Larionov, one of the more analytical minds the game has seen, understood the significance of the moment in Calgary and what it meant for his country and the pride Soviet players and fans had in their game. The “Us vs. Them” rivalry between the Soviet Union and Canada was celebrated in both nations for its fury, always passionate and often brutal.
So, yes, Larionov acknowledged in a conversation with reporters hours before that game in Calgary, those five Soviet players carried no small burden into this historic moment.
“It’s a lot of pressure because it’s the first time in NHL history five Russian guys play on the same unit,” he said. “And, of course, it’s bigger pressure because it’s the Detroit Red Wings, one of the best teams in the National Hockey League.”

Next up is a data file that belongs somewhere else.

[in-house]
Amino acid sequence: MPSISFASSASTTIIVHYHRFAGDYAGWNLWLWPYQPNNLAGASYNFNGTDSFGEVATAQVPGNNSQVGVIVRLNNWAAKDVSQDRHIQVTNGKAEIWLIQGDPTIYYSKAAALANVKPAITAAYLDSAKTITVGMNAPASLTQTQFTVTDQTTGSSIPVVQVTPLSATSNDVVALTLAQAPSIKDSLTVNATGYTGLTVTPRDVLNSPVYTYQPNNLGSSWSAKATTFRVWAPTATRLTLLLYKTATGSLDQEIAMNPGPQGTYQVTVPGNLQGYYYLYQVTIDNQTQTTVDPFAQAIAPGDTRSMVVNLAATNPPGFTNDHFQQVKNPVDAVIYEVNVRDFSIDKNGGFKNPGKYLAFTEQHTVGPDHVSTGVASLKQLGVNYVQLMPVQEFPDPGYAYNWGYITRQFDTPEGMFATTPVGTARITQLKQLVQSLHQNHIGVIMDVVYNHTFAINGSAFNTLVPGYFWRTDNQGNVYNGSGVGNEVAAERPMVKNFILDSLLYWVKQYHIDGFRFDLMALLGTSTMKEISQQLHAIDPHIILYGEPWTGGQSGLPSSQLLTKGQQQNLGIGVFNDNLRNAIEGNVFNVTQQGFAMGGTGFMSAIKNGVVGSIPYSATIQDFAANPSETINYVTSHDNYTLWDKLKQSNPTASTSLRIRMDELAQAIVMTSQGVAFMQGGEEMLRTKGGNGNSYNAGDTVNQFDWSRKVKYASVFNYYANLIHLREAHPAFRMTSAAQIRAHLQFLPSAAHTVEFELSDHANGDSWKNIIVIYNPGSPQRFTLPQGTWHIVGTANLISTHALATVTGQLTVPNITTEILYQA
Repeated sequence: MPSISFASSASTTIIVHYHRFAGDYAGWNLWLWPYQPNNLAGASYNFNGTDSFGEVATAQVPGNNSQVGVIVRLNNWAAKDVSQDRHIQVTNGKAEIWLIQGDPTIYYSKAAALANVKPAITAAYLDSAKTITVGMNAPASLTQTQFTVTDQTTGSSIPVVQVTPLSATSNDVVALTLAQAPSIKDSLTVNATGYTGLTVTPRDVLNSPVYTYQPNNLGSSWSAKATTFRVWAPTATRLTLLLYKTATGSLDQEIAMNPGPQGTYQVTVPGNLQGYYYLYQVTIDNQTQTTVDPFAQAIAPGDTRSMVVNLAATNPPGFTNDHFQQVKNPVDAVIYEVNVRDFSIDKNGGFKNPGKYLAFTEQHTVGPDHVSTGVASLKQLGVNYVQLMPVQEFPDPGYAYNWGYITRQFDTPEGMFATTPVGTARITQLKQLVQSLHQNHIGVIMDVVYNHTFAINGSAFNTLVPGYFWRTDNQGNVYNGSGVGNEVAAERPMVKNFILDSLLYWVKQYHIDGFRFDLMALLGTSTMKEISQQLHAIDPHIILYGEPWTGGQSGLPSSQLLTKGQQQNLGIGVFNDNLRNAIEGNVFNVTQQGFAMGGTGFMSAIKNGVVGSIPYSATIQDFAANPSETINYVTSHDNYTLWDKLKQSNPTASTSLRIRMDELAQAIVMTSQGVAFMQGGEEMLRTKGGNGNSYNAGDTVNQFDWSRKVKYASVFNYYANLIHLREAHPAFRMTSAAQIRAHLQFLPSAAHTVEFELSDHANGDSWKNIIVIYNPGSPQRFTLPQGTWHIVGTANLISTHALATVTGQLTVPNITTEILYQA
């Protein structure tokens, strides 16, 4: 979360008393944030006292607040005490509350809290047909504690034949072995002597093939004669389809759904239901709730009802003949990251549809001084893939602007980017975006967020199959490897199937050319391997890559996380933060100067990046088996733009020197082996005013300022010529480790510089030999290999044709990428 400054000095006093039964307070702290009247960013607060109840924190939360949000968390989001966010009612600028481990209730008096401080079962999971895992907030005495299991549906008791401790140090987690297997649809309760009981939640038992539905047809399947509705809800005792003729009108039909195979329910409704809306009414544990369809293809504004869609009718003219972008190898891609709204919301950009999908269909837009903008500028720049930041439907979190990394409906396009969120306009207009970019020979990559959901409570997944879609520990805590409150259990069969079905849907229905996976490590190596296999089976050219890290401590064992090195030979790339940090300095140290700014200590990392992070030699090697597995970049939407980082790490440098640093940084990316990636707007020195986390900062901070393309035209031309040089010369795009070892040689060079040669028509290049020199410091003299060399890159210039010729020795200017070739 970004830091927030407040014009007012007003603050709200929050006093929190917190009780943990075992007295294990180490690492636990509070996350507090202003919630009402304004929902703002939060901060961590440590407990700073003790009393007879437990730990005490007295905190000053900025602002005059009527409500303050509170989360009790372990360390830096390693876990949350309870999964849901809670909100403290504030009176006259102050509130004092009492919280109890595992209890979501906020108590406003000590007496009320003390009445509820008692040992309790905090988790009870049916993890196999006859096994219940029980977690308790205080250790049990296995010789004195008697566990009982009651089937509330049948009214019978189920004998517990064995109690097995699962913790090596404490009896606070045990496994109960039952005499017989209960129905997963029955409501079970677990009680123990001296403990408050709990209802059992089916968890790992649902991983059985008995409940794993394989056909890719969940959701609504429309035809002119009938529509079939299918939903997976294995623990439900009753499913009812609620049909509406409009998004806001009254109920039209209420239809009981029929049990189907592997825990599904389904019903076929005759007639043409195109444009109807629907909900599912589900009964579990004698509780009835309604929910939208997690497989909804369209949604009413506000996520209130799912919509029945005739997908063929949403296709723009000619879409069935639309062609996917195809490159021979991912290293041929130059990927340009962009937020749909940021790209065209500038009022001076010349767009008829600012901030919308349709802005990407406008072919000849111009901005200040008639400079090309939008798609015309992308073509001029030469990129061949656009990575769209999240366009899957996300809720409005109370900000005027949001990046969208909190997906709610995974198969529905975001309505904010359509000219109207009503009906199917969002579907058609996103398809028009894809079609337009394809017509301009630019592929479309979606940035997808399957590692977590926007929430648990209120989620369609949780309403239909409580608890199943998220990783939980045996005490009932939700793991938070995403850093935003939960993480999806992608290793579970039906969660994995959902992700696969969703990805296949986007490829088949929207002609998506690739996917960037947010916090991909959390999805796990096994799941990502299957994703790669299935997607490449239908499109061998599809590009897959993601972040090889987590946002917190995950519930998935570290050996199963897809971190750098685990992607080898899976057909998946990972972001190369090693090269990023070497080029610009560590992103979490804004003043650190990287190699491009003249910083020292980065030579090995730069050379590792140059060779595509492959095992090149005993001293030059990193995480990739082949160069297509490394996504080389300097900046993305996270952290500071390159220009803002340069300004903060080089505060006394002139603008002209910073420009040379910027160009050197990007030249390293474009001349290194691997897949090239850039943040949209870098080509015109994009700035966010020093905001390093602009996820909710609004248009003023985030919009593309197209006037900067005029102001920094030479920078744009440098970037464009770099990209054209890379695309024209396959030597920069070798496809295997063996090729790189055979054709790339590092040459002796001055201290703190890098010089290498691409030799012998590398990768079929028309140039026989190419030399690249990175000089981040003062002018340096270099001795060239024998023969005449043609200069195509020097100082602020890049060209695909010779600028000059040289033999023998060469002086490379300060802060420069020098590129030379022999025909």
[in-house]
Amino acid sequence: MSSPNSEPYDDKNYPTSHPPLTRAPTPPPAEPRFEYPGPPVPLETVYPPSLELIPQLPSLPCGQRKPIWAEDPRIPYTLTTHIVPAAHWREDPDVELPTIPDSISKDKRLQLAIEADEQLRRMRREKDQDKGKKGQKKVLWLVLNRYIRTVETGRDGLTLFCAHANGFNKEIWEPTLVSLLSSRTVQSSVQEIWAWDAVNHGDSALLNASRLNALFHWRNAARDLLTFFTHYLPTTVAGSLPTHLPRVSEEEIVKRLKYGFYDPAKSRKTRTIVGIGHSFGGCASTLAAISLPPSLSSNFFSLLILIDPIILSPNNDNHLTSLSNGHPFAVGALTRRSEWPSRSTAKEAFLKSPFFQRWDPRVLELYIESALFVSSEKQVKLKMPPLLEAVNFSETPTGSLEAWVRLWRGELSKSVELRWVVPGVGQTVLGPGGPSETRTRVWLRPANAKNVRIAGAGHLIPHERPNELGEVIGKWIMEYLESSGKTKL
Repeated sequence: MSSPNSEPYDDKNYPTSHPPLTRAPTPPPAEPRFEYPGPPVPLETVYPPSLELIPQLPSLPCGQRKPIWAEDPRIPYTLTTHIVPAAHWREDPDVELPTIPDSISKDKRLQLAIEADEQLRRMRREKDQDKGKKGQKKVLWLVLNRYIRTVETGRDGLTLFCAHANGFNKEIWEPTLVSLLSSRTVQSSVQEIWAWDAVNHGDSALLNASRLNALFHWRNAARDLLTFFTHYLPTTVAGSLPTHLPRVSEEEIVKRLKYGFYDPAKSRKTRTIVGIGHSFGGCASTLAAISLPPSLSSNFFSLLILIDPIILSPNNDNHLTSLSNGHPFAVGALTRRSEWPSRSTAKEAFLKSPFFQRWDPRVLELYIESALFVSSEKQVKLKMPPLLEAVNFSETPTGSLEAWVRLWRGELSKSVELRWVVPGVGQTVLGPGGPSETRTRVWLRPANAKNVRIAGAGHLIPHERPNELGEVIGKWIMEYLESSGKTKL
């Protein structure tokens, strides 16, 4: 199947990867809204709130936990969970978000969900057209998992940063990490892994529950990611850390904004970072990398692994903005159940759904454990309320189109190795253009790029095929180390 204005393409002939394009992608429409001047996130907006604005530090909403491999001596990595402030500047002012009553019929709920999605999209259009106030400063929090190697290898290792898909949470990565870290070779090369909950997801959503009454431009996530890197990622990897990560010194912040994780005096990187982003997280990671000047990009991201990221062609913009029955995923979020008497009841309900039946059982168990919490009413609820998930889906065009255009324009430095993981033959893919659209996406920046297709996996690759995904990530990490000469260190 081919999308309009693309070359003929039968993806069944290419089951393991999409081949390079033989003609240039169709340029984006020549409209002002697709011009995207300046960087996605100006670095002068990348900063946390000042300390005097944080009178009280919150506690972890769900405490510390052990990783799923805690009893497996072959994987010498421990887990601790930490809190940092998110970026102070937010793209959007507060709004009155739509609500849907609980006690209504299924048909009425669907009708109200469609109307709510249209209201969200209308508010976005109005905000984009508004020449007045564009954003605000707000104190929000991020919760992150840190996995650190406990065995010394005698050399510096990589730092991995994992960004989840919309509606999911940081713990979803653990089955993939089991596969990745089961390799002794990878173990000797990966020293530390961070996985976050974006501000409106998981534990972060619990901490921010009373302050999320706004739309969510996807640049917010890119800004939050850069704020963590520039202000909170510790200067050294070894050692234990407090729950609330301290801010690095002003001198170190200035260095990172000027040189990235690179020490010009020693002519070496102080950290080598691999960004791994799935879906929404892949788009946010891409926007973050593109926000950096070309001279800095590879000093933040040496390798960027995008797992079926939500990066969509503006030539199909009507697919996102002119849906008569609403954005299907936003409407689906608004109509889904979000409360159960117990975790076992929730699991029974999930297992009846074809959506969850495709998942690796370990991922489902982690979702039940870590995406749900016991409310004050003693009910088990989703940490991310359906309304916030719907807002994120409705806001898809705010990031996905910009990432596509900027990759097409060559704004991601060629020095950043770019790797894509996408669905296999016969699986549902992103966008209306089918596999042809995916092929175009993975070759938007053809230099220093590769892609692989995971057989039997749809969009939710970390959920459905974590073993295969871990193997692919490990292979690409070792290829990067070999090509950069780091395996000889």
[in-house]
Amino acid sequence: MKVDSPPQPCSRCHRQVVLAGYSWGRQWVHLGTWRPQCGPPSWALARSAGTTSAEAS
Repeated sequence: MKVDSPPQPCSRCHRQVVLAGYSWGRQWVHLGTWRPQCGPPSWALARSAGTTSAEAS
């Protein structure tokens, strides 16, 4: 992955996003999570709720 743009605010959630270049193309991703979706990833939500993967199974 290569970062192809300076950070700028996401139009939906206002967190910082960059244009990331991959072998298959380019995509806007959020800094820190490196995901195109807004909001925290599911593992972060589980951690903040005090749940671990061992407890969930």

Fedorov, who moved from center to right wing when the Russians were united, was far less apprehensive.
“Why not?” he asked, responding to a question about whether an all-Russian unit could be successful in the NHL. “We definitely understand each other because we went to the same school, Red Army school. We know how to play with each other. And it seems to me we know what the coach wants from us. We stick with the team game plan, and hopefully we go from there.”
As it turned out, those five Russian players would revolutionize the brand of one of the oldest franchises in the NHL. Seemingly overnight, the Red Wings elevated their play to a level rarely witnessed in the league, breaking records and raising expectations sky-high.